Saturday the 14th.-Mr. Dawson breakfasted here. Mr. Mrs. and Miss Leycester came to see us, also Lady Blackwood, Miss Pery, Mr. Dawson, Mr. Benson, and Lord Hillsboro’ who desired us to go and dine at Hanover Square every day we were disengaged; he made us promise particularly for Monday and charged mother to employ him for everything wanted to be done; some time after he had left us he returned again and roared at the window that Lady Salisbury would be glad to see us the next day at two o'clock; Mother thought it would be better to rest this day so we did not stir out, and in the evening Mr. T. Dawson came in and Lord Erne.

Sunday the 15th.- Lady Hillsboro' called and took us to Lady Salisbury whom we found in her bed of state ill; it was her last day of giving caudle; the child 3 was to be christened in the evening, the christening suit was on the bed, it was most magnificent and ridiculous. I did not see much of the house this day, but what I did see was grand indeed. We next called on the Leycesters and there were two coachfulls to Kensington Gardens; on the way thither we went down Hyde Park which is far inferior to the Phenix Park at Dublin, it was much crowded with carriages and horses, walking in the garden ; I should have liked it better had I been more used to not seeing any faces I knew, or had known the Miss L’s enough to make remarks on the strange figures we met, which were equal in oddity and superior in quantity to what one meets on a Sunday night at the Rotunda in Dublin; the Brownlows were the only ones we met there that we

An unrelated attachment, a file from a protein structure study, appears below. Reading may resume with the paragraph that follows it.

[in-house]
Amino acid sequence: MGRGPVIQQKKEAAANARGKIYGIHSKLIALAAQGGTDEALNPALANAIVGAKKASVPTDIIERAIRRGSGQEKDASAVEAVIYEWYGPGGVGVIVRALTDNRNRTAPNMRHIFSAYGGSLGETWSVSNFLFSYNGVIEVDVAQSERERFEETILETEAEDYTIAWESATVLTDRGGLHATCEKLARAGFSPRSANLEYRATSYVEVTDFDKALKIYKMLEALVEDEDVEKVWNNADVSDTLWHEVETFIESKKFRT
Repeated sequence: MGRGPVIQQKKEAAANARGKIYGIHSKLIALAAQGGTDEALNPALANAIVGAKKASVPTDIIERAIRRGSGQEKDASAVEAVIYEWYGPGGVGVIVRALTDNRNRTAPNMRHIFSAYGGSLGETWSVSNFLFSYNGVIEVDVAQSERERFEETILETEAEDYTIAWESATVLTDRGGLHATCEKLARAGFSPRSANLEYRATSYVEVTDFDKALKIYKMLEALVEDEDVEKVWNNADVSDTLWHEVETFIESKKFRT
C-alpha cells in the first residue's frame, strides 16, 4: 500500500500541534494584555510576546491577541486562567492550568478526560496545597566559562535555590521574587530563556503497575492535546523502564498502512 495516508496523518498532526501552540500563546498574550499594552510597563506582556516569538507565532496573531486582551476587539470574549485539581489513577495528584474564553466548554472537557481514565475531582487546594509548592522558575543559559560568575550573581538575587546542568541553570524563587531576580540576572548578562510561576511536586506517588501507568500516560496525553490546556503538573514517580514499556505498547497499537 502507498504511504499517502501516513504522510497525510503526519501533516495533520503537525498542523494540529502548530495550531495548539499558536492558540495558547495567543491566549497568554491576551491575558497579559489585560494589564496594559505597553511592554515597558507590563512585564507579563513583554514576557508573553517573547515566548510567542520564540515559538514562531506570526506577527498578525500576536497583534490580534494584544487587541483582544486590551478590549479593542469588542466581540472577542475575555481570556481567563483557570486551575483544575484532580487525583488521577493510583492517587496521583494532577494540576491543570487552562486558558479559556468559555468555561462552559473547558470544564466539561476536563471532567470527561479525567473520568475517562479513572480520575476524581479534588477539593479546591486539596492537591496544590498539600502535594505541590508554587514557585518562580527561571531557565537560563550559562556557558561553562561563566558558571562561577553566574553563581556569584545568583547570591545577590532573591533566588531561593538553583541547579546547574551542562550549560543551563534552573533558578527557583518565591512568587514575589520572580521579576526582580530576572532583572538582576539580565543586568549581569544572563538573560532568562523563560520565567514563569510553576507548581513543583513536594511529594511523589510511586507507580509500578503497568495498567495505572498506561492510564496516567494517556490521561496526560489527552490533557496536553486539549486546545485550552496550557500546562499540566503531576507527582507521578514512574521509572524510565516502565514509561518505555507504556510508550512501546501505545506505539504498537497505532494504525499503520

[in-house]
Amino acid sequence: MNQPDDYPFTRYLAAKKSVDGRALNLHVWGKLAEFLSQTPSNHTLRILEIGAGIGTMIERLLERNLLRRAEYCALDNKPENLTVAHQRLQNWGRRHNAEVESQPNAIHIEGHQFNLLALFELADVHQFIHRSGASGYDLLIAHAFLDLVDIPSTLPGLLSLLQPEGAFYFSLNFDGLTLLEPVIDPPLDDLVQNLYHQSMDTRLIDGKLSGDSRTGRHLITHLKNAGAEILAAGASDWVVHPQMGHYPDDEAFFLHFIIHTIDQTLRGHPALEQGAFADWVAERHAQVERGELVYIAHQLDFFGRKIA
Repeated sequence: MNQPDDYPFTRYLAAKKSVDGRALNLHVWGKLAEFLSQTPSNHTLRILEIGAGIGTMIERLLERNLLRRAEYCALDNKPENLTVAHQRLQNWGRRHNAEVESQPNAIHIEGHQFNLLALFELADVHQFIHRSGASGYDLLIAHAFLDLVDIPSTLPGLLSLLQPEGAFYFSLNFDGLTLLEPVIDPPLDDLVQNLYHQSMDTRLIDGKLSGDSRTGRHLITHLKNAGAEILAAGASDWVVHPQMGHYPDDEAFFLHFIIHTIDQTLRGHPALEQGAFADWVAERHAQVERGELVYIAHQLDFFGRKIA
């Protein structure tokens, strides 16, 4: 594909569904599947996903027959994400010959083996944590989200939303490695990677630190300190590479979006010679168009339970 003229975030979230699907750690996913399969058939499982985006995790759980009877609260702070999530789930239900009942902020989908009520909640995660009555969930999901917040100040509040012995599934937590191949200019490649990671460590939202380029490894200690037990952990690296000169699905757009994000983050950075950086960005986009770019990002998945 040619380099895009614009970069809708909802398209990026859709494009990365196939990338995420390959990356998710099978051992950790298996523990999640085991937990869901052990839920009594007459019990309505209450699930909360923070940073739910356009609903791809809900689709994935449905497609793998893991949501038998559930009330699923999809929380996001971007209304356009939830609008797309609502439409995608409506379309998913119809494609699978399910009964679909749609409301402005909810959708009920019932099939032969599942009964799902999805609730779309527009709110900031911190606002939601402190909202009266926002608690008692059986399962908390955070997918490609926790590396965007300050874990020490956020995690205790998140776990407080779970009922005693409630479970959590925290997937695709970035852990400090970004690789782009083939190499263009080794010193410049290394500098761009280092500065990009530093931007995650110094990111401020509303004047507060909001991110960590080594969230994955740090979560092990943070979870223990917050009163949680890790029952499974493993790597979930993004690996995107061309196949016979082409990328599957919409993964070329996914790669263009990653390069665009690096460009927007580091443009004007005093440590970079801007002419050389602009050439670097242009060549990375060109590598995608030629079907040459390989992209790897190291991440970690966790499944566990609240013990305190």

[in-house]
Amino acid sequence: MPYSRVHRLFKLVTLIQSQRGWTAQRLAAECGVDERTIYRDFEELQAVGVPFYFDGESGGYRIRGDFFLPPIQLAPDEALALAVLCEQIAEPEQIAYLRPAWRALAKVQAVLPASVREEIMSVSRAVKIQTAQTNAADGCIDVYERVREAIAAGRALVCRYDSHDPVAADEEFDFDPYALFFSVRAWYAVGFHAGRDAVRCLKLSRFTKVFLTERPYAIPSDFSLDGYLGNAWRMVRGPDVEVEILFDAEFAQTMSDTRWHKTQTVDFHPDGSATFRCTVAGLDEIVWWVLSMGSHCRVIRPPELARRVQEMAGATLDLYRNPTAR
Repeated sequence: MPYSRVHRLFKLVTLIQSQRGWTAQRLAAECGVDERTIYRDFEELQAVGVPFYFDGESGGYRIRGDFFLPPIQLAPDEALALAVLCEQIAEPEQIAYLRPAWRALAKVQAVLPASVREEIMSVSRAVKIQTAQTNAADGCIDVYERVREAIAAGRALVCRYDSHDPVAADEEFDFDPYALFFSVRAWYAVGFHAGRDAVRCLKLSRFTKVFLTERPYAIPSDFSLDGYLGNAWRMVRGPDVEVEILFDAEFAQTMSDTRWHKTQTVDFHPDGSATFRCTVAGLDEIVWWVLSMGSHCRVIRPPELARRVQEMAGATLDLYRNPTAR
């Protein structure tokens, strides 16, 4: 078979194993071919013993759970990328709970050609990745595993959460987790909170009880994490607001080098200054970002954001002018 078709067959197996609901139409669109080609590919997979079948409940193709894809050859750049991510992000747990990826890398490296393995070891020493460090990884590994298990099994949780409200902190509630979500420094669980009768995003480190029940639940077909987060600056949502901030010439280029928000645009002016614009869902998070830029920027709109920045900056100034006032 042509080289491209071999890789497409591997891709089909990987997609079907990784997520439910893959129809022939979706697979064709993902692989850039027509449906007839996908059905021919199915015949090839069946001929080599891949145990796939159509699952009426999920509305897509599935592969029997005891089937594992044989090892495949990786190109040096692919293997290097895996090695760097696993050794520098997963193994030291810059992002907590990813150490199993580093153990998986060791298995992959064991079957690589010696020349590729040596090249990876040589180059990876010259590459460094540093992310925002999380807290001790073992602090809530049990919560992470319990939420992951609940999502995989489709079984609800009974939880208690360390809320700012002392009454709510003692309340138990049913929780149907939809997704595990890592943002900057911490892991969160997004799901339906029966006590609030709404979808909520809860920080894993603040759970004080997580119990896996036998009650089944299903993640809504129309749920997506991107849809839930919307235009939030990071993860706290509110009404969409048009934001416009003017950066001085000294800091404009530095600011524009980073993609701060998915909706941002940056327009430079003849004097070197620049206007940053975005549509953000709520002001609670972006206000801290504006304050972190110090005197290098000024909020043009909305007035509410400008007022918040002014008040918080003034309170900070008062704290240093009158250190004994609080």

3 James Brownlow William, second Marquis.

knew. The Queens Palace which you see from this is by no means fine, but a heavy brick building; in one of the walks there is a pretty view of the Serpentine River but it is only the great quizzes that walk there. We went home with the Li's to dinner, Miss Pery and Mr. Tilotson, another cousin of my mother's; in the evening we went to Lady Blackwood's where we saw Mrs. Ryder who was very low, Lady More, Mr. and Mrs. Dallas, Miss Blackwood and Mr. Fitzgerald ; it was too dark to see their paintings, which I regretted greatly. We came home early.